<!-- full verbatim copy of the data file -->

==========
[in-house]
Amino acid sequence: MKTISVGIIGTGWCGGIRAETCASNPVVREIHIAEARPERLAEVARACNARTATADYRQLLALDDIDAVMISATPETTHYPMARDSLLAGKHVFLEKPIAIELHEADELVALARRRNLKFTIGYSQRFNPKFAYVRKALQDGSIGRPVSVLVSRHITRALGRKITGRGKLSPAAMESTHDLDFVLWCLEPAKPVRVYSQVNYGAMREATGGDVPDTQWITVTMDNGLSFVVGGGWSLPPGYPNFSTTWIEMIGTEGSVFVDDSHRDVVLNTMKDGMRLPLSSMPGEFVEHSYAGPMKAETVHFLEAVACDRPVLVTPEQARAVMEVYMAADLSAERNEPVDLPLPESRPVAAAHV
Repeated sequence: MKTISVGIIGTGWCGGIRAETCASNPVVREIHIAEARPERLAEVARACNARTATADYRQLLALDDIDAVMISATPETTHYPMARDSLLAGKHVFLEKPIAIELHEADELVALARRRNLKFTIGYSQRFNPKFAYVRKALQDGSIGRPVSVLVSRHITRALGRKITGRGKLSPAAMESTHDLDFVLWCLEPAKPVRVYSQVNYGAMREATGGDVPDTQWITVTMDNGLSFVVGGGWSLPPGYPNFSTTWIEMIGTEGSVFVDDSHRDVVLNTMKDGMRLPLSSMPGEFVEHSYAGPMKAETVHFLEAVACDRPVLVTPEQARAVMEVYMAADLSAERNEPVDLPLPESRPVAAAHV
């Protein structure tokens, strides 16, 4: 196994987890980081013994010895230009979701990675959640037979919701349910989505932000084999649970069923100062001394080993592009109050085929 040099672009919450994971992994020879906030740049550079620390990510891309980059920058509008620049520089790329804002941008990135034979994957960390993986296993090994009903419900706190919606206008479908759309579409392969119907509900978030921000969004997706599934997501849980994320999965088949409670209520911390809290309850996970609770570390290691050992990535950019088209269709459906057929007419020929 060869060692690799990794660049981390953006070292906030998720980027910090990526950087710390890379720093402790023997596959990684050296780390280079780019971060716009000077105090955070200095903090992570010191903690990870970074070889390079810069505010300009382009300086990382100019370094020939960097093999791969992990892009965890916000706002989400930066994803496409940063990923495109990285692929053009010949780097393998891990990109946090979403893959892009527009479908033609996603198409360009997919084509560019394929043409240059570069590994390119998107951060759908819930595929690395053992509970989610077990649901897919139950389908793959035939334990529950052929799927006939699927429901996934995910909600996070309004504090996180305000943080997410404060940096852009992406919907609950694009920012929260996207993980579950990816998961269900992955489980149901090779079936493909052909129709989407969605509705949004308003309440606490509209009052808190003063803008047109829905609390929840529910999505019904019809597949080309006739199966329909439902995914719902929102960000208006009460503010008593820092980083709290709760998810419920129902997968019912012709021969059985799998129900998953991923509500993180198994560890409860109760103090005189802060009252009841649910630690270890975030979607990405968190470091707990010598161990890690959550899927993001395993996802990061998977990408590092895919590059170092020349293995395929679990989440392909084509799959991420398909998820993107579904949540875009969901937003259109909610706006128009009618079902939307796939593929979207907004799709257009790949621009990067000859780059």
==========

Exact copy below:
[in-house]
Amino acid sequence: MKTISVGIIGTGWCGGIRAETCASNPVVREIHIAEARPERLAEVARACNARTATADYRQLLALDDIDAVMISATPETTHYPMARDSLLAGKHVFLEKPIAIELHEADELVALARRRNLKFTIGYSQRFNPKFAYVRKALQDGSIGRPVSVLVSRHITRALGRKITGRGKLSPAAMESTHDLDFVLWCLEPAKPVRVYSQVNYGAMREATGGDVPDTQWITVTMDNGLSFVVGGGWSLPPGYPNFSTTWIEMIGTEGSVFVDDSHRDVVLNTMKDGMRLPLSSMPGEFVEHSYAGPMKAETVHFLEAVACDRPVLVTPEQARAVMEVYMAADLSAERNEPVDLPLPESRPVAAAHV
Repeated sequence: MKTISVGIIGTGWCGGIRAETCASNPVVREIHIAEARPERLAEVARACNARTATADYRQLLALDDIDAVMISATPETTHYPMARDSLLAGKHVFLEKPIAIELHEADELVALARRRNLKFTIGYSQRFNPKFAYVRKALQDGSIGRPVSVLVSRHITRALGRKITGRGKLSPAAMESTHDLDFVLWCLEPAKPVRVYSQVNYGAMREATGGDVPDTQWITVTMDNGLSFVVGGGWSLPPGYPNFSTTWIEMIGTEGSVFVDDSHRDVVLNTMKDGMRLPLSSMPGEFVEHSYAGPMKAETVHFLEAVACDRPVLVTPEQARAVMEVYMAADLSAERNEPVDLPLPESRPVAAAHV
């Protein structure tokens, strides 16, 4: 196994987890980081013994010895230009979701990675959640037979919701349910989505932000084999649970069923100062001394080993592009109050085929 040099672009919450994971992994020879906030740049550079620390990510891309980059920058509008620049520089790329804002941008990135034979994957960390993986296993090994009903419900706190919606206008479908759309579409392969119907509900978030921000969004997706599934997501849980994320999965088949409670209520911390809290309850996970609770570390290691050992990535950019088209269709459906057929007419020929 060869060692690799990794660049981390953006070292906030998720980027910090990526950087710390890379720093402790023997596959990684050296780390280079780019971060716009000077105090955070200095903090992570010191903690990870970074070889390079810069505010300009382009300086990382100019370094020939960097093999791969992990892009965890916000706002989400930066994803496409940063990923495109990285692929053009010949780097393998891990990109946090979403893959892009527009479908033609996603198409360009997919084509560019394929043409240059570069590994390119998107951060759908819930595929690395053992509970989610077990649901897919139950389908793959035939334990529950052929799927006939699927429901996934995910909600996070309004504090996180305000943080997410404060940096852009992406919907609950694009920012929260996207993980579950990816998961269900992955489980149901090779079936493909052909129709989407969605509705949004308003309440606490509209009052808190003063803008047109829905609390929840529910999505019904019809597949080309006739199966329909439902995914719902929102960000208006009460503010008593820092980083709290709760998810419920129902997968019912012709021969059985799998129900998953991923509500993180198994560890409860109760103090005189802060009252009841649910630690270890975030979607990405968190470091707990010598161990890690959550899927993001395993996802990061998977990408590092895919590059170092020349293995395929679990989440392909084509799959991420398909998820993107579904949540875009969901937003259109909610706006128009009618079902939307796939593929979207907004799709257009790949621009990067000859780059």